"Friends' Man" and Rotterdammer Stephan van Baarle fights against inequality and exclusion with DENK

Spark interview with Member of the House of Representatives & alumnus.

Stephan van Baarle learned about inequality and exclusion during his Sociology studies at Erasmus University. These are themes that are close to his heart. Stephan comes from Rotterdam-Zuid, and with that background, it is not always given to pursue a university study. Stephan says, "In Rotterdam-Zuid, you experience the inequality in the Netherlands up close. I want to make a difference, and that's why I chose politics." In 2016, he contributed to drafting the election program for the newly founded political party DENK. He is now a member of the Dutch House of Representatives for the same party.

Besides his political role, Stephan is a music lover, a passionate Feyenoord supporter, and a true friend to many. "Friends are essential to me. My friends are not afraid to speak the truth to me, and I appreciate their different perspectives. I'd rather have that than face scrutiny in the Parliament because of blind spots. I'm not into superficial social contact; friendship should be enduring to me. I've known some of my friends my whole life." With a wink, he adds, "When I'm elderly, I want to be able to call someone for a game of billiards."

Social Polarisation

Stephan's background, environment, and historical events have shaped him into an advocate for equal opportunities and an inclusive society. As the child of a Dutch mother and a Turkish father, he experienced events like 9/11 and the rise of Pim Fortuyn at school in Rotterdam-Zuid. He saw how these events affected the dynamics in the classroom. Suddenly, friends and classmates looked at each other differently. "I witnessed those divisions based on origin and religion in my classroom. Why did it suddenly become essential to emphasize 'Stephan the Turk' as part of my identity? I cannot stand social polarisation. Everything in me tells me that I need to do something about it in my life. I want to stand up for equal opportunities and prevent exclusion in the Netherlands because I know what it does when people are treated unequally. It starts with children at school who can't participate in gym class simply because they don't have gym clothes."

Under advising

Stephan firmly believes that treating people unequally is a violation of human rights. However, this inequality is not always visibly clear, making it challenging to address. In education, for example, there is sometimes unconscious 'under advising': children from lower-educated and low-income families are judged differently than children from wealthy, highly-educated families. Stephan hopes that with overarching policies from The Hague, they can combat the multi-headed monster of unequal opportunities. "Allowing inequality to persist is not only harmful, but it is also unnecessary and leads to untapped potential in the Netherlands. It is in everyone's interest to prevent people from being sidelined because of their race, origin, sexual orientation, or religion," says Stephan.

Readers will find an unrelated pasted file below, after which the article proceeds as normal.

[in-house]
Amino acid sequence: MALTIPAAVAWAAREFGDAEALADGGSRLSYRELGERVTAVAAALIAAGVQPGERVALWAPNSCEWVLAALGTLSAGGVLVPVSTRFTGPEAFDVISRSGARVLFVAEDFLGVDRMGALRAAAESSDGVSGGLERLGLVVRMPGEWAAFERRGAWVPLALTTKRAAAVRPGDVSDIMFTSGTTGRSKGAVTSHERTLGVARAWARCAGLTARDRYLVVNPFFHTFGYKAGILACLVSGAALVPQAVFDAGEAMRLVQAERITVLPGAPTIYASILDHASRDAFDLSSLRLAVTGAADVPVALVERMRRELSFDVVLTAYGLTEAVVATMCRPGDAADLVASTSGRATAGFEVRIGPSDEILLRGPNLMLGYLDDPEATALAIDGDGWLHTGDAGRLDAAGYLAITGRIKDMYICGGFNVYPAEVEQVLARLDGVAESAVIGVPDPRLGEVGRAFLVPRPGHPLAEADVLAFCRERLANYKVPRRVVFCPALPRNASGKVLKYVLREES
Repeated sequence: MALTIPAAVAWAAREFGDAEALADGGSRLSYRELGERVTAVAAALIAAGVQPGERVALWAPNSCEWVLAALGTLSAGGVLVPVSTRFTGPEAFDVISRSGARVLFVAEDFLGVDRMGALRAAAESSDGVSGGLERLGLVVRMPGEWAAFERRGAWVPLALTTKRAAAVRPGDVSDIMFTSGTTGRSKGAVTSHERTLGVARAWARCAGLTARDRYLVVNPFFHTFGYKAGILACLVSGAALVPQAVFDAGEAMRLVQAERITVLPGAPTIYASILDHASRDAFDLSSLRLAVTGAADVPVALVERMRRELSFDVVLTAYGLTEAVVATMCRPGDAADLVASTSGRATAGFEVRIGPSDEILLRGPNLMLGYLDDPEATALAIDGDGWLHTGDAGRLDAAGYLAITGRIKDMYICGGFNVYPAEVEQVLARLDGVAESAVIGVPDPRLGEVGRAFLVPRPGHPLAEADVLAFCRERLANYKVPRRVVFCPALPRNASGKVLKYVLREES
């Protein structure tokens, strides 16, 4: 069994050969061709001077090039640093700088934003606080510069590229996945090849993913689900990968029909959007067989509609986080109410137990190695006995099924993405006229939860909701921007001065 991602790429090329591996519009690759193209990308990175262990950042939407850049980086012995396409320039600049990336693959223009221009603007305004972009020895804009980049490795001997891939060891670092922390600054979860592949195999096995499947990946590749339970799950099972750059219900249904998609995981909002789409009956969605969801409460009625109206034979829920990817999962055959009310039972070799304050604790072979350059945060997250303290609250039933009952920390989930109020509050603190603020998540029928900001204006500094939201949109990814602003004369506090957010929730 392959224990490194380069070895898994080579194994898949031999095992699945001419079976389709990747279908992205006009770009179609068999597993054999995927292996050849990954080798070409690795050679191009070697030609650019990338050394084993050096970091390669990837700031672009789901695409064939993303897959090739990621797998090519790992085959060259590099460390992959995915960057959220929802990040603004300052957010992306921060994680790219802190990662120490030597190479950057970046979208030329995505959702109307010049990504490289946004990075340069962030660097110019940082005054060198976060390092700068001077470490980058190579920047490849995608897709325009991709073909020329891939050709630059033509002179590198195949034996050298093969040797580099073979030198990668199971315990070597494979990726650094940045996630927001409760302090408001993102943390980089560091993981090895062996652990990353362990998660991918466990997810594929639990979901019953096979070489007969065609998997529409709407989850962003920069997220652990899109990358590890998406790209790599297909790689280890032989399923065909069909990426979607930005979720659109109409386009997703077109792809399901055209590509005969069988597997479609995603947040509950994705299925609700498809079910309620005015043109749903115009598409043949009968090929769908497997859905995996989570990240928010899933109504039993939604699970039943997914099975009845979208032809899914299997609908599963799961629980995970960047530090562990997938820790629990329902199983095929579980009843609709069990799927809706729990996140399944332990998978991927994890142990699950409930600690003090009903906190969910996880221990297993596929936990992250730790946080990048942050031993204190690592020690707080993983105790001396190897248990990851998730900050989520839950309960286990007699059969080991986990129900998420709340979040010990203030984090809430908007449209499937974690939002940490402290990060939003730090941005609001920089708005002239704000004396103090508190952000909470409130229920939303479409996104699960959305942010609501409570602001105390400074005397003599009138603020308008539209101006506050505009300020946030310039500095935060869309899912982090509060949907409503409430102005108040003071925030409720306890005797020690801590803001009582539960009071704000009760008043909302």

Social Constructivist

According to Stephan, the Netherlands still has a long way to go when it comes to equal opportunities and preventing exclusion. He believes that the foundation of this debate lies in the perception of identity. "Is the Dutch identity something fixed and unchangeable? Or do we, as residents of the Netherlands, shape that identity in interaction with each other? I am a social constructivist. I believe that we collectively form our identity rooted in our constitution." According to Stephan, politics is not just about distributing resources, power, knowledge, and money. It is also about what the Netherlands is, who the Dutch are, and inclusivity. It is not surprising that a boy from Rotterdam-Zuid highlights these crucial matters in a place where the established class is well represented. Stephan says, "We need to engage in dialogue with people affected by our political decisions. They should also have a say! But too often, they are not invited to the table in The Hague."

Continuously Questioning

 Stephan looks back fondly on his time at Erasmus University. "Through the Sociology of Science course, I learned not to take anything for granted and to remain critically questioning. I believe that's an essential attitude in politics. It helps me identify flaws in existing policies. With that attitude, we addressed discrimination in the labour and housing markets through legislative changes." The art of asking unbiased questions is something Stephan wishes for all Sociology students. He knows from experience that this fundamental attitude can take you far in the field. "Having completed this program at EUR gives you an edge. I want to tell students, " make the most of your education!"

More information

This interview is part of Spark. With these interviews, we aim to draw attention to the positive impact of the faculty's education and research on society. The stories in Spark give an insight into what makes ESSB students, alumni, staff and researchers tick.

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